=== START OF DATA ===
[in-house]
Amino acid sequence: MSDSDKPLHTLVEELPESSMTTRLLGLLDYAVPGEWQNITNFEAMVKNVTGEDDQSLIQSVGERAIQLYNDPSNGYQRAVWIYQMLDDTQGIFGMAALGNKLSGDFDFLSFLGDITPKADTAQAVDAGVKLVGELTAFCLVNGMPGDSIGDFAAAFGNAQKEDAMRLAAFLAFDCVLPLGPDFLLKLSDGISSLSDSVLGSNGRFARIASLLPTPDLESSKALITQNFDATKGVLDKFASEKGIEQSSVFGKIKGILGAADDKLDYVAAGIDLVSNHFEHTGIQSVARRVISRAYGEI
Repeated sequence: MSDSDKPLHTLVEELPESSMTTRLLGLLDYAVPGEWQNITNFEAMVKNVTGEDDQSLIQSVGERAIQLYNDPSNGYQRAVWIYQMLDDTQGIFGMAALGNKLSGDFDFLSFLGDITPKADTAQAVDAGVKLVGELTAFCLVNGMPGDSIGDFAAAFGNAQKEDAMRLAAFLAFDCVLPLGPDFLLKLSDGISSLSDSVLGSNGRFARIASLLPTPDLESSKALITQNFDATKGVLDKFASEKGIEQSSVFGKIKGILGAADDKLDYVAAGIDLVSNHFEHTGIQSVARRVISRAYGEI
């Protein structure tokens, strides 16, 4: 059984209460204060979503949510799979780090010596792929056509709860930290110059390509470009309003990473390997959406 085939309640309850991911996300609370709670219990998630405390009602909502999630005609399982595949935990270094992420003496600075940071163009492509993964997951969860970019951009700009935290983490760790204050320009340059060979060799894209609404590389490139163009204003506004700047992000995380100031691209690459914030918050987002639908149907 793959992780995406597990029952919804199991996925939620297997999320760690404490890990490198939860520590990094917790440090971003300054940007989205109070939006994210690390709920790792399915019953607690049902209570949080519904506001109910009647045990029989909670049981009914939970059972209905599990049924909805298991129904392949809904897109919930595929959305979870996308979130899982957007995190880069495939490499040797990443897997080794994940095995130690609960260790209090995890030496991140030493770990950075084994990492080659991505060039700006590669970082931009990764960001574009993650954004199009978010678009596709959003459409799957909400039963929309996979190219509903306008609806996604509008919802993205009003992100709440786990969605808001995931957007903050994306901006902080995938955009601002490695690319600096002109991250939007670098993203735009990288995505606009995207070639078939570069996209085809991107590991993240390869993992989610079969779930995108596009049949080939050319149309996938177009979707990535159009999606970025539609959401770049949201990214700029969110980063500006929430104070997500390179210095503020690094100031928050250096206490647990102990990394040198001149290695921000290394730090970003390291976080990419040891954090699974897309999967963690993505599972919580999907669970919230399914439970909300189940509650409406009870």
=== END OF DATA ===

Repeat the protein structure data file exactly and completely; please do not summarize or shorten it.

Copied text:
[in-house]
Amino acid sequence: MSDSDKPLHTLVEELPESSMTTRLLGLLDYAVPGEWQNITNFEAMVKNVTGEDDQSLIQSVGERAIQLYNDPSNGYQRAVWIYQMLDDTQGIFGMAALGNKLSGDFDFLSFLGDITPKADTAQAVDAGVKLVGELTAFCLVNGMPGDSIGDFAAAFGNAQKEDAMRLAAFLAFDCVLPLGPDFLLKLSDGISSLSDSVLGSNGRFARIASLLPTPDLESSKALITQNFDATKGVLDKFASEKGIEQSSVFGKIKGILGAADDKLDYVAAGIDLVSNHFEHTGIQSVARRVISRAYGEI
Repeated sequence: MSDSDKPLHTLVEELPESSMTTRLLGLLDYAVPGEWQNITNFEAMVKNVTGEDDQSLIQSVGERAIQLYNDPSNGYQRAVWIYQMLDDTQGIFGMAALGNKLSGDFDFLSFLGDITPKADTAQAVDAGVKLVGELTAFCLVNGMPGDSIGDFAAAFGNAQKEDAMRLAAFLAFDCVLPLGPDFLLKLSDGISSLSDSVLGSNGRFARIASLLPTPDLESSKALITQNFDATKGVLDKFASEKGIEQSSVFGKIKGILGAADDKLDYVAAGIDLVSNHFEHTGIQSVARRVISRAYGEI
């Protein structure tokens, strides 16, 4: 059984209460204060979503949510799979780090010596792929056509709860930290110059390509470009309003990473390997959406 085939309640309850991911996300609370709670219990998630405390009602909502999630005609399982595949935990270094992420003496600075940071163009492509993964997951969860970019951009700009935290983490760790204050320009340059060979060799894209609404590389490139163009204003506004700047992000995380100031691209690459914030918050987002639908149907 793959992780995406597990029952919804199991996925939620297997999320760690404490890990490198939860520590990094917790440090971003300054940007989205109070939006994210690390709920790792399915019953607690049902209570949080519904506001109910009647045990029989909670049981009914939970059972209905599990049924909805298991129904392949809904897109919930595929959305979870996308979130899982957007995190880069495939490499040797990443897997080794994940095995130690609960260790209090995890030496991140030493770990950075084994990492080659991505060039700006590669970082931009990764960001574009993650954004199009978010678009596709959003459409799957909400039963929309996979190219509903306008609806996604509008919802993205009003992100709440786990969605808001995931957007903050994306901006902080995938955009601002490695690319600096002109991250939007670098993203735009990288995505606009995207070639078939570069996209085809991107590991993240390869993992989610079969779930995108596009049949080939050319149309996938177009979707990535159009999606970025539609959401770049949201990214700029969110980063500006929430104070997500390179210095503020690094100031928050250096206490647990102990990394040198001149290695921000290394730090970003390291976080990419040891954090699974897309999967963690993505599972919580999907669970919230399914439970909300189940509650409406009870």